Dear Abandonia visitors: We are a small team that runs one of the largest DOS Games websites in the world. We have only 3 members of staff, but serve 450,000 users and have outgoing costs like any other top site for example: our servers, power, rent, programs, and staff. Abandonia is something special. It is a library of old games for you to download. It is like an old gaming arcade with all the old games in their original format. Abandonia is a place where you can find great old games and have fun four hours and years. To protect our independence, we are dependent of our friends using the site. We run on donations averaging around 6 USD (5 Euro). If everyone reading this gave the price of a cup of coffee, our fundraiser would be made easier. If Abandonia is useful to you, take one minute to keep it online for another year. Please help us forget fundraising and get back to Abandonia.
Traffic Department 2192 is a three-part top-down shooter. As with many games of its time, the first episode was released as shareware, with the last two only available for purchase. All up, the game contains 59 missions to complete.
The story is what makes this game really stand out for its time. The game is set on the planet Seche in 2192, where there is a 25-year-old war between the Traffic Department and an attacking race called the Vultures. You play Marta Velasquez, whose father was killed by the Vultures in front of her while returning from garrison duty 14 years before. She joined the Traffic Department to avenge her father's death, and the story picks up just before a routine convoy destruction mission.
Before and after each mission you are shown a few conversations between the game's characters to advance the plot. What starts off as a fairly simple TD vs Vultures war rapidly develops into a far more complex story involving betrayal from within, a third race of creatures and political factions within each race. Over the course of the game, you move to different cities and even to a moon. The story is what makes you want to keep playing, and it's the game's saving grace because the gameplay itself is rather ordinary.
The game comes with two options for the script, an original "uncut" version and an edited version. You have to select one each time you start the game. The language in the original version really isn’t that strong though – changes include making "to hell with" into "to r'ox with" and "damn headaches" into "those headaches". Strangely enough, the phrase "you duranium dildo" is left in both versions!
Gameplay is, unfortunately, pretty basic. You use the cursor keys to move your ship and the space bar to fire. You have a small number of missiles you can fire, but these are rarely needed. The only other feature of your ship is night-vision mode, which is forced on you in some missions and simply turns the whole screen into shades of red. You get to fly a few different craft during the game, each of which has its own speed, weaponry and shield/hull strength.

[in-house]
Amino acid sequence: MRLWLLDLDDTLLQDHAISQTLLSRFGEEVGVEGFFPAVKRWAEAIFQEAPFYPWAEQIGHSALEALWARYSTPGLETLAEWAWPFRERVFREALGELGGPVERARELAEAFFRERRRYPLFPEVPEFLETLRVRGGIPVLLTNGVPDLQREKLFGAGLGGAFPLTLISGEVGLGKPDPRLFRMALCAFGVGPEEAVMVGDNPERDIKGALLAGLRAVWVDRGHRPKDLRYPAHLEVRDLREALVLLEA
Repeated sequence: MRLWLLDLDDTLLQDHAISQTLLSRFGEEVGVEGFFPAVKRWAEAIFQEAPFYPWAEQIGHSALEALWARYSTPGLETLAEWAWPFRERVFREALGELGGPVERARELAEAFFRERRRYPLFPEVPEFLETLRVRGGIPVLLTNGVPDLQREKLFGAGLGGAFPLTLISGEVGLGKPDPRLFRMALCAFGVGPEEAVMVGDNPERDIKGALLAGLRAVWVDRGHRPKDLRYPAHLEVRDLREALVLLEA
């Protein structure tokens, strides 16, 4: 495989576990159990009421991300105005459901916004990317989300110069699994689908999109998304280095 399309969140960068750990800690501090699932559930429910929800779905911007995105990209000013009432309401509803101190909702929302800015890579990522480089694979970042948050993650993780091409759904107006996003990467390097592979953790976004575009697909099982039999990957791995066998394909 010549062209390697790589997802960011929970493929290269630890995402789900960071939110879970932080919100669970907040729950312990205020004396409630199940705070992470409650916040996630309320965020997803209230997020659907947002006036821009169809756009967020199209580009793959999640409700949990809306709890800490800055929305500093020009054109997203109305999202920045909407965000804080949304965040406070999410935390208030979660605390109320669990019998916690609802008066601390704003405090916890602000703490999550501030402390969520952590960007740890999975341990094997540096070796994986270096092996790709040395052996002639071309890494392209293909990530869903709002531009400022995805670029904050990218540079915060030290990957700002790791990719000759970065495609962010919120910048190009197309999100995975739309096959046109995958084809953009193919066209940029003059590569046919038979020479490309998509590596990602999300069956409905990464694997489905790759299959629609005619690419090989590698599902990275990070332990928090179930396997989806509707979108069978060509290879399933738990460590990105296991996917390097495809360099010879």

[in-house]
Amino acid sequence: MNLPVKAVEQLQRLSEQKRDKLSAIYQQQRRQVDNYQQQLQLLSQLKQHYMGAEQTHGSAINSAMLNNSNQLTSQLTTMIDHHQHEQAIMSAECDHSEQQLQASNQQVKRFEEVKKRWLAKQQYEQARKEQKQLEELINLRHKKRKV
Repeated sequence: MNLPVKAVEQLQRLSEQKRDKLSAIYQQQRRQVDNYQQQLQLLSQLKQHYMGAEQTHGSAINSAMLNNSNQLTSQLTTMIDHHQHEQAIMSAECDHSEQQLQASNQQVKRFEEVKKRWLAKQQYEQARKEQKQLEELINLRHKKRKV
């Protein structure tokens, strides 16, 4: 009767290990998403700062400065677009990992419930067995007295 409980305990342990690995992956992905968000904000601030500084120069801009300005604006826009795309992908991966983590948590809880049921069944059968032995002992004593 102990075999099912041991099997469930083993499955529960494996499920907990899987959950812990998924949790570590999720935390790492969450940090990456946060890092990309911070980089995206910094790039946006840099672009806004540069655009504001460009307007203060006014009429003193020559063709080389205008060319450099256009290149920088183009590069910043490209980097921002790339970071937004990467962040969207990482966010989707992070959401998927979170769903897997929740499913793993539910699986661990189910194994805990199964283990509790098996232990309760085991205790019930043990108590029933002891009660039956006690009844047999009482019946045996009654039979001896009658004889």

Your mission objectives are given to you by a targeting mark around your ship, which points to something and indicates whether you should blow it up (red), protect it (green), or go there (cyan). Unfortunately in search-and-destroy missions there's no way to change what it targets, so you can be trying to battle a couple of enemy ships right next to you while the targeting mark stubbornly points at something in the far corner of the level. At least there is a full-screen map you can switch to in order to identify more local targets.
There are only a few basic mission types: kill everything in sight, protect one or more ships (often by killing everything else in sight), or get somewhere without getting killed. Most of the missions are fairly straightforward, although some of the protection missions can be a pain. The AI is also very basic; enemy ships will tend to fly laps around a building so even bosses can be defeated by just flying forward and backward on one side while holding down the space bar.
The game's graphics are standard VGA. Missions look fine, and the characters' faces in the cutscenes are well drawn. All the cutscenes are static; there's no animation. Music is okay as well. It's basic Adlib music, but there are a few different tunes and it doesn't become annoying. The sound effects are just of weapons fire and things blowing up; there's no in-game speech.
All up, this is a fairly entertaining game that should keep you occupied for a few hours each episode. It hasn't exactly got the most in-depth gameplay, but you'll keep playing just to see what happens next in the story. Definitely worth a look.